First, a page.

"Our main goal is to develop an optimal irrigation strategy under greenhouse conditions for cannabis, to steer the plant in a generative or vegetative way." The Cultivation for Compounds (CfC) consortium contacted Frank Janssen from Grodan to tell them more about Grodan's solutions and why they joined the CfC consortium.
Frank has been working for 17 years as a Product Development Manager within the Application and Development department of Grodan. As the job title implies, he is involved with the development of the stone wool growing media for both cannabis and commercial vegetable growers. Grodan's cannabis-based research programs were a key driver in extending this program by becoming a partner within the CfC consortium.
Why has Grodan been interested in research? "In cannabis, we see a large gap in the available knowledge compared with other crops grown in Controlled Environment Agriculture (CEA) systems, such as greenhouse vegetables. Here, we have conducted research for more than 40 years. This has resulted in increased efficiencies of production through evolving production techniques, which has benefited the whole sector. In general, the cannabis sector we know and work in today is a much younger industry. Closing the knowledge gap via implementation of a structured research program is important to enable Grodan to serve our customers in the best way possible," Frank shared.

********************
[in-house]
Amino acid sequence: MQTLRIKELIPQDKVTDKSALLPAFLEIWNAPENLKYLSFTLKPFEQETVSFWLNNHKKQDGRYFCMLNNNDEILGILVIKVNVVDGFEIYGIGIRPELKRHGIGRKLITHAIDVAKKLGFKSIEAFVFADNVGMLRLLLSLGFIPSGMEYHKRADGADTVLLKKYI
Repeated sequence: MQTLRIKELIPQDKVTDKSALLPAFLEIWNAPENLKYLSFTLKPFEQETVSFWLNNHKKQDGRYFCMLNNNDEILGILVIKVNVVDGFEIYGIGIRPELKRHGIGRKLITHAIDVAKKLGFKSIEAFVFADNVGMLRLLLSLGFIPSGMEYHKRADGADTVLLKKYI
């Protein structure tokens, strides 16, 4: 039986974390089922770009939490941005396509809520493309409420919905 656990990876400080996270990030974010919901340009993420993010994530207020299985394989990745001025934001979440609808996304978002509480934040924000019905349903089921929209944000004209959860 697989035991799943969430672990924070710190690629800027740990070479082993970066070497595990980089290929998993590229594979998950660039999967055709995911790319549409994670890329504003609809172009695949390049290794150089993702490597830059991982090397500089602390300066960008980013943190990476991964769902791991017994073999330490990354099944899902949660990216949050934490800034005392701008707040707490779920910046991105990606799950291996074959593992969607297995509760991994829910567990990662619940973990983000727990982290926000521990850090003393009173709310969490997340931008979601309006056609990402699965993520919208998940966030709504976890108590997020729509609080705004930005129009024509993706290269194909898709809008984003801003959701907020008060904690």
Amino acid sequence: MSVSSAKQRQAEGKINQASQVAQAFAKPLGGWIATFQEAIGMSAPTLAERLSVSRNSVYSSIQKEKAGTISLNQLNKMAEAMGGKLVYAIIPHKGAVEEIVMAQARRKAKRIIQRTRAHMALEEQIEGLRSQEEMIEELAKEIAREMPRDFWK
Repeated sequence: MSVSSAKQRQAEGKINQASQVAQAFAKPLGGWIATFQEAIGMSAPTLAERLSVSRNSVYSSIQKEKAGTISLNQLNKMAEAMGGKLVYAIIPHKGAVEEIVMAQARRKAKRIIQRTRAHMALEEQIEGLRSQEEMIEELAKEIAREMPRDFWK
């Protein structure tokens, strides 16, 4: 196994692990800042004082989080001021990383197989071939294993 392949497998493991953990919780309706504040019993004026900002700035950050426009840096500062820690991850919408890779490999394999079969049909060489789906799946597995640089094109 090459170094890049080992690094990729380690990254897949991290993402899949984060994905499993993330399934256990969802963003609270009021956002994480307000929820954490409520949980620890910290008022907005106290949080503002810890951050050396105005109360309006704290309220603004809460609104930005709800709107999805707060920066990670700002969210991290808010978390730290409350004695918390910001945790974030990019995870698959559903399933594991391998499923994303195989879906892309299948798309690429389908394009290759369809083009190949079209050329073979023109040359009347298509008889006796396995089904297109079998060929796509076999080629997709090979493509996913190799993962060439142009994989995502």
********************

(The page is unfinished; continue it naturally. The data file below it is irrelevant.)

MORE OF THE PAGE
The CfC asked Frank what the reasons were for joining a long-term consortium, to which three reasons were provided.
"The opportunity to partner with companies from the whole value chain for research, from the beginning of propagation and cultivation to the end, post-harvest technologies. This is unique and allows the research questions to extend beyond the agronomic production techniques, which is often the endpoint of private research programs. These are valuable insights. Together, we get the chance to learn and gain knowledge and innovative insights about cannabis production and how growers can benefit from this."
Frank continued, "Moreover, the marketing activities that enable the knowledge transfer, the cannabis pavilion at World Horti Center (WHC), the CfC technical events that the partners co-organize, and articles such as this one help create awareness of our activities and research. The 360˚ video presented in the cannabis pavilion at WHC is an excellent piece of work. It outlines the use of cannabis over the past millennia to the present day. It tackles political issues and shows us where we are in the present day. These are some of the ways we use to shed light on this important research program. In doing so, we demonstrate how suppliers like the ones in this consortium can do intensive cannabis research and be transparent about the process and the results."